The nation’s exporters have lost what many consider an important asset for expanding their businesses in foreign lands — the Export-Import Bank of the United States.
Congress failed to reauthorize the 81-year-old bank June 30, leaving the legislation stalled in a House committee as members headed home for summer break.
A vote is expected Monday on the House floor on whether to breathe new life into the bank known as Ex-Im.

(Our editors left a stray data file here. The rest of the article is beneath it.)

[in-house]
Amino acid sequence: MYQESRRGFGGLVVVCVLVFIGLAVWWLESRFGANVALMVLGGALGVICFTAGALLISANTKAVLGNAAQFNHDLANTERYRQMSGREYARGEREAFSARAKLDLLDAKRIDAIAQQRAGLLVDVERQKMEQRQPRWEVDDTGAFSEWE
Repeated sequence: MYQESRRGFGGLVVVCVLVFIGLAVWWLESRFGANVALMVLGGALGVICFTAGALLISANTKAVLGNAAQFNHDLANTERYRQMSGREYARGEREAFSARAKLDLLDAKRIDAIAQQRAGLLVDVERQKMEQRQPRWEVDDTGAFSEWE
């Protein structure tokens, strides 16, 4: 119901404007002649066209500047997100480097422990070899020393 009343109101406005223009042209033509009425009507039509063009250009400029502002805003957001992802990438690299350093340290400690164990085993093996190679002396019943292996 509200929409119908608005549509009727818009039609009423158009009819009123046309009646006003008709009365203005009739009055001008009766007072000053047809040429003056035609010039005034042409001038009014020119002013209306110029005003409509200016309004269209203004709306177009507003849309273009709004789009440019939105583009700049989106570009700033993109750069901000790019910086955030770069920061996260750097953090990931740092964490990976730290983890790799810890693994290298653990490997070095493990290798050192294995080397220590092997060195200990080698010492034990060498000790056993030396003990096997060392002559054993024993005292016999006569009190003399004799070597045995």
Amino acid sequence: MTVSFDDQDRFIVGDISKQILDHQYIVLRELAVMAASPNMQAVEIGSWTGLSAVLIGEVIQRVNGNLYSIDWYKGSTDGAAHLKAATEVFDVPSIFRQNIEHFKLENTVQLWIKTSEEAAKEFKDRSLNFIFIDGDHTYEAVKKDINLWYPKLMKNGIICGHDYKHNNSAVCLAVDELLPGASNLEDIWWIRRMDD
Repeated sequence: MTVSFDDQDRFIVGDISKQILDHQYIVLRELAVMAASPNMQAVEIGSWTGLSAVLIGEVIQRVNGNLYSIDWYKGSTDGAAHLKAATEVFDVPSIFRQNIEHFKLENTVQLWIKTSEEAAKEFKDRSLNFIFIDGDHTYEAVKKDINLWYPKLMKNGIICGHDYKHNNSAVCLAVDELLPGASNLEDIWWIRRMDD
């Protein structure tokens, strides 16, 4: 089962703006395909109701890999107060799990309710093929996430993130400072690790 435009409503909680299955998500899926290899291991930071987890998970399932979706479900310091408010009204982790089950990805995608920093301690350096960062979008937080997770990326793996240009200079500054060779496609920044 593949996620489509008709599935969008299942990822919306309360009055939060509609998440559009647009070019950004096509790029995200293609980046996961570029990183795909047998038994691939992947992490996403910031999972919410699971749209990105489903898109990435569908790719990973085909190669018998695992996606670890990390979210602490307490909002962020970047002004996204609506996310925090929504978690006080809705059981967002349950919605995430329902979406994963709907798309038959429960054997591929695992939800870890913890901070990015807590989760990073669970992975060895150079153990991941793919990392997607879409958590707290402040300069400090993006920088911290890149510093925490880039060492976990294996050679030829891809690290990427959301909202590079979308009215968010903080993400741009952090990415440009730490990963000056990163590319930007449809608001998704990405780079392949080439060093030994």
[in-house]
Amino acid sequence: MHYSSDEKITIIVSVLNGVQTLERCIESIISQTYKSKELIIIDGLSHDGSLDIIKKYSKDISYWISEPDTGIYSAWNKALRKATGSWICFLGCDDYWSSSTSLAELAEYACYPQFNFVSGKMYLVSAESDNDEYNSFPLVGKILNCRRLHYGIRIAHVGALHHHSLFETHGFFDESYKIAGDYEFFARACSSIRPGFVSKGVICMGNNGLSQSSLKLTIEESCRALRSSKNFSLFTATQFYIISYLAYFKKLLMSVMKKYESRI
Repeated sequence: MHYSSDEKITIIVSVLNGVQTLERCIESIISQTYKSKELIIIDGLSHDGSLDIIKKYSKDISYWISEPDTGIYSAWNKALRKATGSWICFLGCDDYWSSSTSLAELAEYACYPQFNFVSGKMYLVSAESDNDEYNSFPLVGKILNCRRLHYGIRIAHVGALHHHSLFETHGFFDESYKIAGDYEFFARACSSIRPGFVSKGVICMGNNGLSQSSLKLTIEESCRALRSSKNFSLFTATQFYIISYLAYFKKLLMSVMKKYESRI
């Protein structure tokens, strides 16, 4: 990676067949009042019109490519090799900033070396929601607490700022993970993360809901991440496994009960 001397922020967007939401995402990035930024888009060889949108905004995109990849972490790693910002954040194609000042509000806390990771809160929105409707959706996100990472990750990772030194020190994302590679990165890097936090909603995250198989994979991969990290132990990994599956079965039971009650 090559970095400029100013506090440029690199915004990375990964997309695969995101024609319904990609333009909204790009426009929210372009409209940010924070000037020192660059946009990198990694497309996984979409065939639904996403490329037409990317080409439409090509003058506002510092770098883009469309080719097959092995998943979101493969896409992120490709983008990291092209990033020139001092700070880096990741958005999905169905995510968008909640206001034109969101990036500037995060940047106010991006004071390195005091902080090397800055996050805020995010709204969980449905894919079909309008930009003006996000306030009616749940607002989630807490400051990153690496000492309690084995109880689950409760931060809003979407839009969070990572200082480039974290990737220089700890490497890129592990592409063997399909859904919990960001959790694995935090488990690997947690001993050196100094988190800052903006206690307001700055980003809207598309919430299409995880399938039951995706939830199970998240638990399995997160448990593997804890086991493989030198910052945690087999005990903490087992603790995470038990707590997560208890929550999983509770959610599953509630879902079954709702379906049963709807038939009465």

Local export businesses — there are 75 in the Tampa Bay region — have sought millions from the bank since 2007 to ensure access to competitive export financing that private banks don’t offer and to insure shipments to foreign ports. Other countries around the globe have similar credit agencies, which make it easier for businesses in each of those countries to sell their products outside their borders.
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